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Cut off golf course

The attorney for Fairways Golf Course claims the business isn’t a deadbeat for not paying its bills; the company just thinks it has to pay too much. I can bet what the attorney and the owners of the club would say if someone in Section 8 housing brought the same argument for not paying a utility bill. Yet again, we see the wealthy think that different rules - or, preferably, no rules - should apply to them.

The water needs to be cut off. They can continue to bring in trucks. If they want to claim the rates are too high, they need to keep paying while also suing. That’s something we plebeians have to do. Being wealthy should be an exemption.

David Teich

Spokane Valley


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Editorial: Washington state lawmakers scramble to keep public in the dark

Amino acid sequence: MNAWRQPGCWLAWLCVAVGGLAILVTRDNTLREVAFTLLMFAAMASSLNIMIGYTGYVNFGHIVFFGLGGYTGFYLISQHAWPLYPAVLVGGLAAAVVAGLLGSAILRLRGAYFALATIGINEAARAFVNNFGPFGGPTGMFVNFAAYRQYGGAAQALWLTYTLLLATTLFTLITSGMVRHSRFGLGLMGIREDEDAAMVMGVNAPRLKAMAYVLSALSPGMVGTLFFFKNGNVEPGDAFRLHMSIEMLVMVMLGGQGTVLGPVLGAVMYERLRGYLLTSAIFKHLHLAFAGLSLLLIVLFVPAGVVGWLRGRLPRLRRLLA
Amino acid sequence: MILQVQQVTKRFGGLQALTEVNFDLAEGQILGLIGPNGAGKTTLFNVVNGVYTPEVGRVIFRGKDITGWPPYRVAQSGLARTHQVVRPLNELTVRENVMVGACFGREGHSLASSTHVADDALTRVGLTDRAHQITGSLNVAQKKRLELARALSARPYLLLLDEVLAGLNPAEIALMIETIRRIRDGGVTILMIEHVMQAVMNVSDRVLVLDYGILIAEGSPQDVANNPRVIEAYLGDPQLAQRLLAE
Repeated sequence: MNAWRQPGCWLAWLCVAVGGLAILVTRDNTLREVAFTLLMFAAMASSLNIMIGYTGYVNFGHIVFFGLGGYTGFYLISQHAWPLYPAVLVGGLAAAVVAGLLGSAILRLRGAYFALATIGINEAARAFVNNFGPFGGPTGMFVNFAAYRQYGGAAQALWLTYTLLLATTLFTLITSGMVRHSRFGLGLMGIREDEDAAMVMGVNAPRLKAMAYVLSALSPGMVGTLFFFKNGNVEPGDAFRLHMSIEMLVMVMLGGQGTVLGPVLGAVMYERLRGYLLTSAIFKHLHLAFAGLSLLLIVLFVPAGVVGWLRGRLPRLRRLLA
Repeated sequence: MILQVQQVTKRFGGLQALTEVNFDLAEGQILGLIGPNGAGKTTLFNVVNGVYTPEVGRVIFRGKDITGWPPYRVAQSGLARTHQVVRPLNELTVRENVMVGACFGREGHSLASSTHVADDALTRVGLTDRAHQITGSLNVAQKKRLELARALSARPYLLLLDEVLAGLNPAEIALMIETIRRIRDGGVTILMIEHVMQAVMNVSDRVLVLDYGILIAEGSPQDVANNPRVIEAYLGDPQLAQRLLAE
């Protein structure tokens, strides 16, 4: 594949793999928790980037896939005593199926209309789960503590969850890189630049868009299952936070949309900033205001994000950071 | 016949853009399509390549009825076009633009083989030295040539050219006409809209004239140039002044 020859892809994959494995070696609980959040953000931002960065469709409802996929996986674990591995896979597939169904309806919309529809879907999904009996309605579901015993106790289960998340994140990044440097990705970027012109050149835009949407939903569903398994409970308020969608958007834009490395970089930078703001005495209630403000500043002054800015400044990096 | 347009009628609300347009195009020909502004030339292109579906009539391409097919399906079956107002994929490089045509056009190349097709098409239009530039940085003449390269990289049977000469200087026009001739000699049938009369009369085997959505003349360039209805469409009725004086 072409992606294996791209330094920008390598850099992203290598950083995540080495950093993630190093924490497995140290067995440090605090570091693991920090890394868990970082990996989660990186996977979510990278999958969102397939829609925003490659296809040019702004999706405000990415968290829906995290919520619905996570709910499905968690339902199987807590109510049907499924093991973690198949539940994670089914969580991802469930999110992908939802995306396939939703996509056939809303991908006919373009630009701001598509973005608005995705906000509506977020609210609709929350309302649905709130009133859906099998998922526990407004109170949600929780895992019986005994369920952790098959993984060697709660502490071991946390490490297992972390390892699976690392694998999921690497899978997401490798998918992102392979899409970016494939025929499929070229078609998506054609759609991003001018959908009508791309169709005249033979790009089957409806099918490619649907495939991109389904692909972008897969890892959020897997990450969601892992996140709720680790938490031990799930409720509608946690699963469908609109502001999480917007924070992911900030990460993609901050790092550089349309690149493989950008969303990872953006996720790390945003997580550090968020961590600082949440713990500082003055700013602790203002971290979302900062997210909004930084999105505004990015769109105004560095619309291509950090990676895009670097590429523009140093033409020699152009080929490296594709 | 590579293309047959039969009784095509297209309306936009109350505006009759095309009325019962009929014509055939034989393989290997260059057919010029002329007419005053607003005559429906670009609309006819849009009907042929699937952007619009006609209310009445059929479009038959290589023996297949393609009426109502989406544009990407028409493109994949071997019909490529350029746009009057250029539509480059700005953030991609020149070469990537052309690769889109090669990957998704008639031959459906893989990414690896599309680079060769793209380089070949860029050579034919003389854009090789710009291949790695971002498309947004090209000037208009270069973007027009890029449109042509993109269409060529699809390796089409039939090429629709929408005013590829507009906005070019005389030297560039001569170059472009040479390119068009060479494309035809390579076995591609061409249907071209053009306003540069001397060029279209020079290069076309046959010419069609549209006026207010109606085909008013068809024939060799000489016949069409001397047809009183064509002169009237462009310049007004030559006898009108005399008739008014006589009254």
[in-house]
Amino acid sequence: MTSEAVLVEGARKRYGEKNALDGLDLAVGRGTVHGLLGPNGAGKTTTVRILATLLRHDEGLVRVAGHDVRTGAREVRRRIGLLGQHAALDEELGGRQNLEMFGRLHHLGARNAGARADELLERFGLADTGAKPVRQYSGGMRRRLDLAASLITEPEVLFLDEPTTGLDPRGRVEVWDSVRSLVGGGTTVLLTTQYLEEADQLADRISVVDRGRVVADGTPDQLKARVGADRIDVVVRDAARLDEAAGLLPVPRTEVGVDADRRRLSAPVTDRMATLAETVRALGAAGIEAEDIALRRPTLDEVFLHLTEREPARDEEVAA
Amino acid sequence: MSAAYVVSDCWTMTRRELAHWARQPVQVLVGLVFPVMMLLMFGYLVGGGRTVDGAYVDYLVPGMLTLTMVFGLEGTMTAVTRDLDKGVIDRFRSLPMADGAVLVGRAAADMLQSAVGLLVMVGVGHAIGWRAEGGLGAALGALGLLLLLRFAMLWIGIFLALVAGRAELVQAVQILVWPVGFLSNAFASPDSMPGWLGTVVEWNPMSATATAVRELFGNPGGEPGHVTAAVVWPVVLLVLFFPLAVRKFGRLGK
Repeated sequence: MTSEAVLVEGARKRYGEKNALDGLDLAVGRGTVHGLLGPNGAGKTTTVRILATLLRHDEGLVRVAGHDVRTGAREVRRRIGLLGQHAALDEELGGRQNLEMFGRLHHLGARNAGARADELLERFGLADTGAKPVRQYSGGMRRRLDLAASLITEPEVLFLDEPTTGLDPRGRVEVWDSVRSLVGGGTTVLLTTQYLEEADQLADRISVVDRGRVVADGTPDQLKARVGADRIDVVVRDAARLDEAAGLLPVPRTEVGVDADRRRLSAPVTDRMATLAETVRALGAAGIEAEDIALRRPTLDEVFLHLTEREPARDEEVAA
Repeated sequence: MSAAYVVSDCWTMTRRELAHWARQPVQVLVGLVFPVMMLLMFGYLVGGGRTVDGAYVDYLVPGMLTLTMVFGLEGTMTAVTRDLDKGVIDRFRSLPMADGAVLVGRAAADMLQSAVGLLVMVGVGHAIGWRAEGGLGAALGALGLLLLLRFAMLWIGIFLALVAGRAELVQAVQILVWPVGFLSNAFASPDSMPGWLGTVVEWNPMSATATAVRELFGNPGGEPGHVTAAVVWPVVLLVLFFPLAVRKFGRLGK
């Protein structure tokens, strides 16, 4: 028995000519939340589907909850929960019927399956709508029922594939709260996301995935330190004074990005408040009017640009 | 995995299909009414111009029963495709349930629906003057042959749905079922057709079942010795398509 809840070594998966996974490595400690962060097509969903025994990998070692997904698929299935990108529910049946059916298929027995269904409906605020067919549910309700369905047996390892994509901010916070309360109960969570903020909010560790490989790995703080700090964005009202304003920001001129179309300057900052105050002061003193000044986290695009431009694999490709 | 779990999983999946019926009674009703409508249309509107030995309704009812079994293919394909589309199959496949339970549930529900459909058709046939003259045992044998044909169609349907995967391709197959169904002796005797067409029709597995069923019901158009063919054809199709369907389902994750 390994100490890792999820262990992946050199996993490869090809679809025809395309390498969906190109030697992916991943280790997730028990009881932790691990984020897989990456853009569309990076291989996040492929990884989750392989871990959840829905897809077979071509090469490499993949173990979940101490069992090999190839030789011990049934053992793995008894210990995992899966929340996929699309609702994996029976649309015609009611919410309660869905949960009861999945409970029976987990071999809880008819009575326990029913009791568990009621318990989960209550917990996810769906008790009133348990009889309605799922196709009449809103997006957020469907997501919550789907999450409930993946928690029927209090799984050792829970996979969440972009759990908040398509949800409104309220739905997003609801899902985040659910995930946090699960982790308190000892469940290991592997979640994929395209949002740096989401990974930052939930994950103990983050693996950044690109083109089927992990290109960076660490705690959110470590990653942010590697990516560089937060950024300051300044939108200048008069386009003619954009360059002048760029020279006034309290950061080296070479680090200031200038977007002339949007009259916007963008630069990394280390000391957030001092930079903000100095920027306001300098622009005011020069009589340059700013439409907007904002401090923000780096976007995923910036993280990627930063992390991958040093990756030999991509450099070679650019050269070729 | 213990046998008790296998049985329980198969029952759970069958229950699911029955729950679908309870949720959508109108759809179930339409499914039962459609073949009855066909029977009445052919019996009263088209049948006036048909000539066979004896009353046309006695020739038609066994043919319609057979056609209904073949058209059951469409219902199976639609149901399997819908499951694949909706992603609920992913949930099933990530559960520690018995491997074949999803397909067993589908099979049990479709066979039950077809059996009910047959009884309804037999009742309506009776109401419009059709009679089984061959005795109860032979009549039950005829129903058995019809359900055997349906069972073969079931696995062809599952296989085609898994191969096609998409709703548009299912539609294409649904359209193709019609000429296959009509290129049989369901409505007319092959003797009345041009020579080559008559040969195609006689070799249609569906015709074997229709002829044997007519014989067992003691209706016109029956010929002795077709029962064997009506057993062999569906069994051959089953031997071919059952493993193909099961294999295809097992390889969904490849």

State lawmakers want to create a legislative loophole in Washington’s Public Records Act. While it’s nice to see Democrats and Republicans working together for once, it’s just too bad that their agreement is that the public is the enemy. As The Spokesman-Review’s Olympia reporter Jim Camden explained Feb. 22, lawmakers could vote on a bill today responding to a court order that the people of Washington are entitled to review legislative records.